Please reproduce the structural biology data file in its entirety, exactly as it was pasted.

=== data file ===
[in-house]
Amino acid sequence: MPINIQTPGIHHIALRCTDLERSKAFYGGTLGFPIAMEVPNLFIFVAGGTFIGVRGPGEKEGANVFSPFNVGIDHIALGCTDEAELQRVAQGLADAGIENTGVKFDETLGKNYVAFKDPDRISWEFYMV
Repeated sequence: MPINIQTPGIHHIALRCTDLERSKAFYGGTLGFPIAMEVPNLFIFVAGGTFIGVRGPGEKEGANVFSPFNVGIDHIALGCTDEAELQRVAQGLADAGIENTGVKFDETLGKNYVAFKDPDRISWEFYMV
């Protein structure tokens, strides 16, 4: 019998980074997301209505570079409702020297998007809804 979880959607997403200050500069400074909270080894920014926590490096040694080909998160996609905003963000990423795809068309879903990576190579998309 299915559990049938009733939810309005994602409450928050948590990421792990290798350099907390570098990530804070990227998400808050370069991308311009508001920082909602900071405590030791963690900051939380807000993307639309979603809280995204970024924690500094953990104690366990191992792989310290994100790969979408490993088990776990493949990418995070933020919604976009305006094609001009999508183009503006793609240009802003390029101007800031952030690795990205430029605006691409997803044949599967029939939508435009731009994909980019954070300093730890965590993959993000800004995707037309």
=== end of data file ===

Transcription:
[in-house]
Amino acid sequence: MPINIQTPGIHHIALRCTDLERSKAFYGGTLGFPIAMEVPNLFIFVAGGTFIGVRGPGEKEGANVFSPFNVGIDHIALGCTDEAELQRVAQGLADAGIENTGVKFDETLGKNYVAFKDPDRISWEFYMV
Repeated sequence: MPINIQTPGIHHIALRCTDLERSKAFYGGTLGFPIAMEVPNLFIFVAGGTFIGVRGPGEKEGANVFSPFNVGIDHIALGCTDEAELQRVAQGLADAGIENTGVKFDETLGKNYVAFKDPDRISWEFYMV
């Protein structure tokens, strides 16, 4: 019998980074997301209505570079409702020297998007809804 979880959607997403200050500069400074909270080894920014926590490096040694080909998160996609905003963000990423795809068309879903990576190579998309 299915559990049938009733939810309005994602409450928050948590990421792990290798350099907390570098990530804070990227998400808050370069991308311009508001920082909602900071405590030791963690900051939380807000993307639309979603809280995204970024924690500094953990104690366990191992792989310290994100790969979408490993088990776990493949990418995070933020919604976009305006094609001009999508183009503006793609240009802003390029101007800031952030690795990205430029605006691409997803044949599967029939939508435009731009994909980019954070300093730890965590993959993000800004995707037309």